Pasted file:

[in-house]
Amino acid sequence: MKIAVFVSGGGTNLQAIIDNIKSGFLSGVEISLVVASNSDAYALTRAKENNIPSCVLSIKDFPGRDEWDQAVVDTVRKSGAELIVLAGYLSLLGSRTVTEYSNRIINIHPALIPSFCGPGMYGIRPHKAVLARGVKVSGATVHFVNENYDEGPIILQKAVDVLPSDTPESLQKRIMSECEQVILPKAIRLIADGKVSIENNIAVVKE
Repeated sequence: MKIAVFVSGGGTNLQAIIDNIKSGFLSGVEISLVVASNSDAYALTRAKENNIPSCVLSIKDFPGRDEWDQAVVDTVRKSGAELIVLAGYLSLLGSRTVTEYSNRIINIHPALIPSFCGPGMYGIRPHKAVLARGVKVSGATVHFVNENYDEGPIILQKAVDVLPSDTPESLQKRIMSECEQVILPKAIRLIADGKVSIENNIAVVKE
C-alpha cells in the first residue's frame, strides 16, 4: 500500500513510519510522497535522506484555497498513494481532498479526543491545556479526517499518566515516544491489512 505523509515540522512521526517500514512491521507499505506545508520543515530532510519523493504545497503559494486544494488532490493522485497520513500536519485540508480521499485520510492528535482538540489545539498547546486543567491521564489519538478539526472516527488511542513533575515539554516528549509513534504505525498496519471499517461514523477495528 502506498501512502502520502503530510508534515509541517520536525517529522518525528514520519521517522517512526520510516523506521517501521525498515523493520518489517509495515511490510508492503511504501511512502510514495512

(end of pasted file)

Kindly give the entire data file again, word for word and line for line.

[in-house]
Amino acid sequence: MKIAVFVSGGGTNLQAIIDNIKSGFLSGVEISLVVASNSDAYALTRAKENNIPSCVLSIKDFPGRDEWDQAVVDTVRKSGAELIVLAGYLSLLGSRTVTEYSNRIINIHPALIPSFCGPGMYGIRPHKAVLARGVKVSGATVHFVNENYDEGPIILQKAVDVLPSDTPESLQKRIMSECEQVILPKAIRLIADGKVSIENNIAVVKE
Repeated sequence: MKIAVFVSGGGTNLQAIIDNIKSGFLSGVEISLVVASNSDAYALTRAKENNIPSCVLSIKDFPGRDEWDQAVVDTVRKSGAELIVLAGYLSLLGSRTVTEYSNRIINIHPALIPSFCGPGMYGIRPHKAVLARGVKVSGATVHFVNENYDEGPIILQKAVDVLPSDTPESLQKRIMSECEQVILPKAIRLIADGKVSIENNIAVVKE
C-alpha cells in the first residue's frame, strides 16, 4: 500500500513510519510522497535522506484555497498513494481532498479526543491545556479526517499518566515516544491489512 505523509515540522512521526517500514512491521507499505506545508520543515530532510519523493504545497503559494486544494488532490493522485497520513500536519485540508480521499485520510492528535482538540489545539498547546486543567491521564489519538478539526472516527488511542513533575515539554516528549509513534504505525498496519471499517461514523477495528 502506498501512502502520502503530510508534515509541517520536525517529522518525528514520519521517522517512526520510516523506521517501521525498515523493520518489517509495515511490510508492503511504501511512502510514495512